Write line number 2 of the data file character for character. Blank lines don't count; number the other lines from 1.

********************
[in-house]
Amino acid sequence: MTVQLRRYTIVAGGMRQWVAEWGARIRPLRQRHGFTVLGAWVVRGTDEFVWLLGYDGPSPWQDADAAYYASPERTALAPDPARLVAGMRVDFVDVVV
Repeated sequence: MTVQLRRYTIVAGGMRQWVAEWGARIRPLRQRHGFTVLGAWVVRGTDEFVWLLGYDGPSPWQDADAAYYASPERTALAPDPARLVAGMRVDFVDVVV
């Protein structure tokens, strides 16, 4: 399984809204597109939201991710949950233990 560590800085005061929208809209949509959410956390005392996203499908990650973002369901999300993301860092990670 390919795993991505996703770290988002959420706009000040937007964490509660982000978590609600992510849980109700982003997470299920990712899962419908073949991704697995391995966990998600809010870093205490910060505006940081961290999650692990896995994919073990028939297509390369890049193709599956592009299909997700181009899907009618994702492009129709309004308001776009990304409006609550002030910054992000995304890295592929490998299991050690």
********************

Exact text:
Amino acid sequence: MTVQLRRYTIVAGGMRQWVAEWGARIRPLRQRHGFTVLGAWVVRGTDEFVWLLGYDGPSPWQDADAAYYASPERTALAPDPARLVAGMRVDFVDVVV